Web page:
President Donald Trump raised eyebrows when he told French firefighters to move “quickly” and possibly use aerial water tankers to save Notre Dame. But it was hardly the first time he has come forward as an unlikely expert.
Monday’s tweeted advice got short shrift from French authorities racing to save the renowned Paris cathedral.
Bombardment with large quantities of water from airplanes could have flattened the 850-year-old building, French emergency services said.
Trump’s confidence in his eclectic knowledge base, however, is unlikely to have been shaken.
Here are some other nuggets of wisdom from a president, lifelong real estate developer and former TV show host whom The Washington Post accuses of having made more than 9,000 false or misleading statements in two years.
– PR man –
Trump is worried about aerospace giant Boeing’s reputation following two recent crashes of the 737 MAX model. He also has a solution: change the name.
“What do I know about branding, maybe nothing (but I did become President!), but if I were Boeing, I would FIX the Boeing 737 MAX, add some additional great features, & REBRAND the plane with a new name,” Trump tweeted. “No product has suffered like this one. But again, what the hell do I know?”
— April 2019
– Renewable energy theories –
Citing widely disproven or unproven theories, the president says wind turbine energy cannot handle variations in output — and is bad for you.
“If it doesn’t blow, you can forget about television for that night,” he told a rally, imitating a couple relying on wind-generated power.
“Darling, I want to watch television.’ ‘I’m sorry! The wind isn’t blowing.’ I know a lot about wind.”
— March 2019
“The noise causes cancer.”
— April 2019
— Tech guru —
Although mostly known for his work with buildings and golf courses, Trump has quite a bit to say about aerospace.
Musing earlier on the Boeing 737 MAX tragedies, Trump tweeted: “Airplanes are becoming far too complex to fly. Pilots are no longer needed, but rather computer scientists from MIT. I see it all the time in many products. Always seeking to go one unnecessary step further, when often old and simpler is far better.”
— March 2019
He’s also shared his expertise on drones at a cabinet meeting:
“I know more about drones than anybody.”
— January 2019
But Trump sees himself equally as standing up for rather older technology, like walls on the US-Mexican border.
“Nothing (else)… will work, and that has been true for thousands of years,” he tweeted. “I know tech better than anyone.”
— December 2018
— Good genes —
If Trump has unusual smarts, he knows why.
“My uncle was a great professor and scientist and engineer, Dr. John Trump at MIT; good genes, very good genes, OK, very smart,” he said in a speech.
“If I ran as a liberal Democrat, they would say I’m one of the smartest people anywhere in the world — it’s true!”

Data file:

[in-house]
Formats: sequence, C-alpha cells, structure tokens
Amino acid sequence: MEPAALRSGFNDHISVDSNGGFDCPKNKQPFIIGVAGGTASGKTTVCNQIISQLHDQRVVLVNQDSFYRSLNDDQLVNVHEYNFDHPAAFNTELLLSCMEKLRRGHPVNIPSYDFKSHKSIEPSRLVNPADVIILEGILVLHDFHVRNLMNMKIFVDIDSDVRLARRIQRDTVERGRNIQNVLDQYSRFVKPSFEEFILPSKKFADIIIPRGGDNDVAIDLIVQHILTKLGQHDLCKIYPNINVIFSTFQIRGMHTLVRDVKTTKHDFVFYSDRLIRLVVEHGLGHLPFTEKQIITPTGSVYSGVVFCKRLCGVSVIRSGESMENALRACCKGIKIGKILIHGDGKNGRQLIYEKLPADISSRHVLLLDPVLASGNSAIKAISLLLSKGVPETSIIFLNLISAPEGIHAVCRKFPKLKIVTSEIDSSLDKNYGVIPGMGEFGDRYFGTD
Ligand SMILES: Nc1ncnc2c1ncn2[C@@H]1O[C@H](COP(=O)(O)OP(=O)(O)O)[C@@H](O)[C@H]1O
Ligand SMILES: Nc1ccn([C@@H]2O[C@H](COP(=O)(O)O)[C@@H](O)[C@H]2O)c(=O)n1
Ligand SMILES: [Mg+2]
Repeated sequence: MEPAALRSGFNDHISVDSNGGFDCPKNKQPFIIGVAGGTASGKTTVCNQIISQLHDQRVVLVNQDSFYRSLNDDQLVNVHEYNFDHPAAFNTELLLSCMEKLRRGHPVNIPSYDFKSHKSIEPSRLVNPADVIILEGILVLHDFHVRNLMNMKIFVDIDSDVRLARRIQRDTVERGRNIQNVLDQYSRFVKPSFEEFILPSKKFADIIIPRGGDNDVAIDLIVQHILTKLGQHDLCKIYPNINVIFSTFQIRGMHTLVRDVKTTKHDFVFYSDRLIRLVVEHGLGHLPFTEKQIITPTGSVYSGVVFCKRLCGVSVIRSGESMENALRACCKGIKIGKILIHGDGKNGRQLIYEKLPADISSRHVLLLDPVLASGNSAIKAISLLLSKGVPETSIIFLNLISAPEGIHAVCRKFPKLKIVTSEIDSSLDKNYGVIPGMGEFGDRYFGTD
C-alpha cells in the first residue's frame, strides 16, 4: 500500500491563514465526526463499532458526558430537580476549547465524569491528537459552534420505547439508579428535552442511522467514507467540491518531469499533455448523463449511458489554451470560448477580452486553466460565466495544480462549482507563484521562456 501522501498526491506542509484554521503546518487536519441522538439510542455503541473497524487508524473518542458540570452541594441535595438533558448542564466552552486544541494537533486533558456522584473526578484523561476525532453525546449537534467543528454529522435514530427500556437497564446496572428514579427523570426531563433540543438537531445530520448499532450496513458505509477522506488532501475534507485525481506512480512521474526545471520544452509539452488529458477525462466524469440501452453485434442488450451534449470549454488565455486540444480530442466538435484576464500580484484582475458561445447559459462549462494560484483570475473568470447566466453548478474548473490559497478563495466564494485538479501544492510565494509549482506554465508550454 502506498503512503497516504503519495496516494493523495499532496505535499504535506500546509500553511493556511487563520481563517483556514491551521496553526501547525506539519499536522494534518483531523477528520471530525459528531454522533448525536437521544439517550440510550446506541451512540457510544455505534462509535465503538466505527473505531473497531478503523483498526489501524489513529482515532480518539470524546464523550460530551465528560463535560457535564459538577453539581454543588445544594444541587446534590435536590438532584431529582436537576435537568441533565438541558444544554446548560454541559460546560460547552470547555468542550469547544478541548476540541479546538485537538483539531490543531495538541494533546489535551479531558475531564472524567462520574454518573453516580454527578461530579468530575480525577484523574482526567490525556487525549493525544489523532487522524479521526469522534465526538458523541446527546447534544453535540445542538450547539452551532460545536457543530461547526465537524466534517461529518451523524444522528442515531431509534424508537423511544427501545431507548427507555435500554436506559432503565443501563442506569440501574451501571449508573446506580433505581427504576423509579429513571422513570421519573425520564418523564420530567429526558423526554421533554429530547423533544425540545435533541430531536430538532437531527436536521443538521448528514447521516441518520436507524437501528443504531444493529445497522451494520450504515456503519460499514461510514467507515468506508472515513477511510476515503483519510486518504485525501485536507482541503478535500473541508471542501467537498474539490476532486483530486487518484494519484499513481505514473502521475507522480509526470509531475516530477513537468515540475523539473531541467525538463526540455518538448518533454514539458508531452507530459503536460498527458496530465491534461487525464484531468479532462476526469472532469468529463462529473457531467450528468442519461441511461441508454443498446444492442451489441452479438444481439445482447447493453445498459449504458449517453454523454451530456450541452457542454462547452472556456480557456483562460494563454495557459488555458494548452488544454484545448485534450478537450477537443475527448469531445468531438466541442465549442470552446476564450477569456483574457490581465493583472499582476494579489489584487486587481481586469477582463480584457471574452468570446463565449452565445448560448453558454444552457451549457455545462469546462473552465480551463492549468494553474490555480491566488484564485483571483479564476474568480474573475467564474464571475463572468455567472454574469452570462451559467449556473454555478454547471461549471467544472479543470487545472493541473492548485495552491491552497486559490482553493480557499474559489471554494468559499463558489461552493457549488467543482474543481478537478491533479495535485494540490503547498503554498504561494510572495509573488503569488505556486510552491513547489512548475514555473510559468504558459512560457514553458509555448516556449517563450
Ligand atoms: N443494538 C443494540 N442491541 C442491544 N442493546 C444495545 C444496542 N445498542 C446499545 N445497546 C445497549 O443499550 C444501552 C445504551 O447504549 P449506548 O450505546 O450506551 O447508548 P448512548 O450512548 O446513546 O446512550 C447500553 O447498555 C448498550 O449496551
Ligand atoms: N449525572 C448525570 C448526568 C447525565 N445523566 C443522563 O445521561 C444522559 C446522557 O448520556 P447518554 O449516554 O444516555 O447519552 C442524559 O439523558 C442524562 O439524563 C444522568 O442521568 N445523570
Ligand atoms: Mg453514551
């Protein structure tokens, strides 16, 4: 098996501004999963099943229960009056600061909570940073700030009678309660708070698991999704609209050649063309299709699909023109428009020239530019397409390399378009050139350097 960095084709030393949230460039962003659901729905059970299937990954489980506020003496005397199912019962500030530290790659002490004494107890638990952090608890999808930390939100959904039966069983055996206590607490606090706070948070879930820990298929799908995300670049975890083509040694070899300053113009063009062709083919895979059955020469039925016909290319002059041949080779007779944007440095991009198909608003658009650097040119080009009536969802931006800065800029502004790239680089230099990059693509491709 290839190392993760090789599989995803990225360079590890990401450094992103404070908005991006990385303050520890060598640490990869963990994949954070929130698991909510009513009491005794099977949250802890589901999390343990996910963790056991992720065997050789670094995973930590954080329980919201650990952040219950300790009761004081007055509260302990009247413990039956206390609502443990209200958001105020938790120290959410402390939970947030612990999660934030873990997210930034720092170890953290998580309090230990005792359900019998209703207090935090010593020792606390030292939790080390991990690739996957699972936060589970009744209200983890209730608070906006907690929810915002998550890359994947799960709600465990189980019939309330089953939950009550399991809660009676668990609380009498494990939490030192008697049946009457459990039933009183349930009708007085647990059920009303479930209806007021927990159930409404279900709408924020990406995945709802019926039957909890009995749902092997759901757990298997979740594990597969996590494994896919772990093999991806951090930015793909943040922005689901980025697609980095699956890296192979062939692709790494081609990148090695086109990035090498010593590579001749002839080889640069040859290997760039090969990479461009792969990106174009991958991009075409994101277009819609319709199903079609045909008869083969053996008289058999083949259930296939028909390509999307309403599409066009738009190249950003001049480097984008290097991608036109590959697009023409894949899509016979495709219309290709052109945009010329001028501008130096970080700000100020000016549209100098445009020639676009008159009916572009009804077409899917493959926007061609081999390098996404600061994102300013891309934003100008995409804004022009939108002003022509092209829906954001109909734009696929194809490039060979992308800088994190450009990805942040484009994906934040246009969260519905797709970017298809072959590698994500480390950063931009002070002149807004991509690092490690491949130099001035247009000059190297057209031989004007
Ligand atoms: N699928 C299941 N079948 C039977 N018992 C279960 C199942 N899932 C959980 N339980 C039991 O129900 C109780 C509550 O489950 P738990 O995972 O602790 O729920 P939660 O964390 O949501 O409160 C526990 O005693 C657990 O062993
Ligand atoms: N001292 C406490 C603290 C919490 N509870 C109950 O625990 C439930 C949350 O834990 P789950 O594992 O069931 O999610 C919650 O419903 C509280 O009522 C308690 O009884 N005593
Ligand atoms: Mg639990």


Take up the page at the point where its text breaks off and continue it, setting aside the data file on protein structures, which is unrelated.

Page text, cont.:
— July 2016
— Bad experts —
But even if the president is an expert, he doesn’t trust regular experts — like the ones he says have been giving bad foreign policy advice to his predecessors in the White House.
“You know, I’ve always wanted to say this — I’ve never said this before with all the talking we all do — all of these experts… The experts are terrible,” he said in a speech.
— April 2016
In fact, he suggests that it would be better if he were left in charge of thorny issues like the battle with Islamic State and other radical Islamist jihadist groups.
“I know more about ISIS than the generals do,” he told a rally.
— November 2015
Trump adviser Stephen Miller avoiding press and outsiders as president ramps up racist rhetoric: report
According to a report from the Daily Beast, senior advisor for policy to Donald Trump, Stephen Miller is becoming more reclusive at the White House at the same time that the president is ramping up his hateful rhetoric against immigrants -- a topic on which the controversial Miller has the president's ear.
With the Beast noting, "Over the years, the 33-year-old senior policy adviser to the president has become virtually synonymous with the draconian immigration measures of the administration. He was a driving force behind the president’s brutal family-separation policy, one of the architects of Trump’s 'Muslim travel ban,' constantly agitates against legal immigration levels and refugees, and serves as the top White House speechwriter," the report states that Miller is rarely seen or heard from lately.
GOP now panicking about Trump because they’re losing ‘plausible deniability’ for their racist agenda: columnist
After smearing Rep. Ilhan Omar (D-MN) as anti-Semitic—-and letting the crowd at his Greenville, North Carolina rally roar "send her back!" for more than 10 seconds -- President Donald Trump was forced to distance himself from the chant.
He falsely claimed that he'd continued his speech immediately after the crowd started yelling. On Friday, the New York Times reported that Trump was under intense pressure by his daughter, Ivanka, and Vice President Mike Pence, to disavow the chants.
Writing in the Washington Post, columnist Greg Sargent lays out why "send her back" makes Republicans so nervous, when they seem perfectly fine with radical immigration policies like zero-tolerance and the separation of kids from their parents, which are applied to non-white asylum seekers.
‘Catastrophic,’ ‘beyond shameful,’ and ‘xenophobia-fueled’ Trump administration panned over proposal to slash refugee cap to zero
"An admissions goal of zero would be another low in a global race to the bottom"
Human rights advocates said the Trump administration would be making a "catastrophic" and "grave error" if it followed through on a newly-reported proposal to slash refugee admissions to zero next year.
"It is beyond shameful and a new low, even for this administration, to even consider accepting no refugees to the U.S.," said Ryan Mace, grassroots advocacy and refugee specialist for Amnesty International USA.